Getting Started With Supplements
How do you get started with using supplements, especially when there are so many to choose from and you don’t know whats used for what?
This post aims to help you out with some basic things to understand before starting and that by providing somewhere to start and aim towards as your needs in the gym increase and evolve.
What is a supplement?
A supplement is a dietary or nutritional aid. They assist you to get more of a certain form of nutrient that you may not be able to get in your day to day diet in the quantity that you need.
They are commonly used to assist in meeting a specific goal in an easy to use way.
What a supplement is not…
1. A shortcut.
There are no shortcuts on the road to your goal. Supplements assist you, they don’t do it for you.
2. An excuse make poor choices with your diet.
Just because you had that protein shake after the gym doesn’t mean you can eat an entire meat lovers pizza later on in the day and still achieve your goals.
3. A steroid or hormone.
It’s a common stigma attached to taking supplements that is thankfully becoming less and less now. Its mainly one that the uninformed will commonly associate with supplements, especially when the images used by many companies to sell them to you are of massive, ripped pro body builders or fitness models.
Take a look at this clip to get a bit more of an idea of how some products are marketed to fool you:
The main thing to remember is that having a protein shake after the gym is not anywhere near the same thing as taking steroids or hormones.
Where do supplements fit in?
Short answer? In a plan.
That plan can be as short as “Post Workout” or as long and complex as you want. Point is though, make a plan and stick to it for maximum results. Creating that plan takes a little knowledge, but that’s what this article is here to help you out with.
Its all well and good to take a supplement, but where do you start? There are so many to choose from it can get pretty confusing pretty quickly. Most people won’t take anything before during or after a gym session when they’re just starting out.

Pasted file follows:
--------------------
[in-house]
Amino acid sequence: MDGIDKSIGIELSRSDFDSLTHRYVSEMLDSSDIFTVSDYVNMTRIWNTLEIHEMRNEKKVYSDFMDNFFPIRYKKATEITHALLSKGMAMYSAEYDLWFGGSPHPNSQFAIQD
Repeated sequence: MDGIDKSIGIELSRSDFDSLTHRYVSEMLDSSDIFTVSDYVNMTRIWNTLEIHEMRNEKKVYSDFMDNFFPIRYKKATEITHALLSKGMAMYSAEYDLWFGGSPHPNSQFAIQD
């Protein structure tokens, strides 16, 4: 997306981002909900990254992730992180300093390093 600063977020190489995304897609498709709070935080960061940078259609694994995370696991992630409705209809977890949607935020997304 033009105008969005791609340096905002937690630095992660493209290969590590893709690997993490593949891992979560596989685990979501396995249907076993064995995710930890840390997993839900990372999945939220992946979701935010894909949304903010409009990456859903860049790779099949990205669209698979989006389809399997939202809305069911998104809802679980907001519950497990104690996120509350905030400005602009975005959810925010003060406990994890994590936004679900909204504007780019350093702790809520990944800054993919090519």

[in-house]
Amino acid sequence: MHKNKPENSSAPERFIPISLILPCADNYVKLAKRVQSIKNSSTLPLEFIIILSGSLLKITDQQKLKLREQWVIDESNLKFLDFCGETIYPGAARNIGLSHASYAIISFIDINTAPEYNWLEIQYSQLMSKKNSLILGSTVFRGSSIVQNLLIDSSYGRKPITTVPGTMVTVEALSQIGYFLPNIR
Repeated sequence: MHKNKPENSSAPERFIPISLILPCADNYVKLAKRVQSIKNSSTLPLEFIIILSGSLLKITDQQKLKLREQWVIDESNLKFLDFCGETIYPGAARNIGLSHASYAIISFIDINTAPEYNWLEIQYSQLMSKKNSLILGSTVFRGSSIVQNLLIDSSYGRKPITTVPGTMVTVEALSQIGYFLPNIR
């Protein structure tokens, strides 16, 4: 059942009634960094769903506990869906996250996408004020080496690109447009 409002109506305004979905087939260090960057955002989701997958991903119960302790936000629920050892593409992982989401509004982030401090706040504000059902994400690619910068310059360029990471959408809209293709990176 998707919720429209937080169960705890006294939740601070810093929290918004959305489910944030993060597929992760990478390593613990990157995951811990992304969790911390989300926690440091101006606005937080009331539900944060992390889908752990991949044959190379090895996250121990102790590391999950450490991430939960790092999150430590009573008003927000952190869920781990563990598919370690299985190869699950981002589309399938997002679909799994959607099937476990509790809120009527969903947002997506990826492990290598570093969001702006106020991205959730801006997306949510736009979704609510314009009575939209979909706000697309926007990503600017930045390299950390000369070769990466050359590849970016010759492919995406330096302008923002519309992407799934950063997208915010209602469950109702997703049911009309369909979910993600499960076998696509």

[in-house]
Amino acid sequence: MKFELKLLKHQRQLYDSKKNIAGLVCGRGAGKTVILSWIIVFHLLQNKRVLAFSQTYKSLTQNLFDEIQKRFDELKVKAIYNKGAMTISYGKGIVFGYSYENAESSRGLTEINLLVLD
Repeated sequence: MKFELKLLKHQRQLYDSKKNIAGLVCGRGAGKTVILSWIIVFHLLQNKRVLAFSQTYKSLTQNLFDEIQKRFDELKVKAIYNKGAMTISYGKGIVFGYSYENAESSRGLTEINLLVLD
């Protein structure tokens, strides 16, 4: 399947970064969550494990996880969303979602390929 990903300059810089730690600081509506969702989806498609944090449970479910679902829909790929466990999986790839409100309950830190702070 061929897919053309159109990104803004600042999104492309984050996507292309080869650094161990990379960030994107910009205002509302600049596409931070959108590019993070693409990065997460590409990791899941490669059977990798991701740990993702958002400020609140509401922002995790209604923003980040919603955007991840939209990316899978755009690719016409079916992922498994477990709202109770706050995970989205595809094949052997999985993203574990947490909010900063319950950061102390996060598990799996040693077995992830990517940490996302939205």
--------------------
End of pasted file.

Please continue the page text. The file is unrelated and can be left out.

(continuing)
To be perfectly honest, they don’t have to. Drinking water and having a good meal after is perfectly fine.
Supplements fit in when you want to start upping your protein intake or working out a little harder.
So what do you take?
If you’re training for a specific event, like a marathon or triathlon, you don’t need the same supplements as someone who’s goal is to increase the strength and size of their muscles, especially at this early stage. Having a snack before your run or a banana after will be enough, some ZMA as well can be helpful.
If you’re weight training or trying to maximize the amount of muscle on your frame, start with a protein shake after your workout.
If you’re goal is to lose body fat then you can still benefit from a protein shake after your workout, but if all you’ve been doing is cardio, stick with water and eating healthily, hit your protein and fibre intake goals and track your calories. It will all fall in to place.
This can be a very confusing topic so I’ve broken it down in to some easy to use levels for you.
Who are you?
- You’ve just started working out at the gym or started your first fitness routine
- You’ve been weight training for a few months now, for a few days a week and are seeing some good results
- Your body is starting to shape up a little and fat is decreasing
- You’re building strength rapidly
- You’re pretty hungry not long after your session now
- You’ve never taken a supplement before
What are your choices?
Whey Protein is the most common choice for people and the most commonly available form is WPI – Whey Protein Isolate.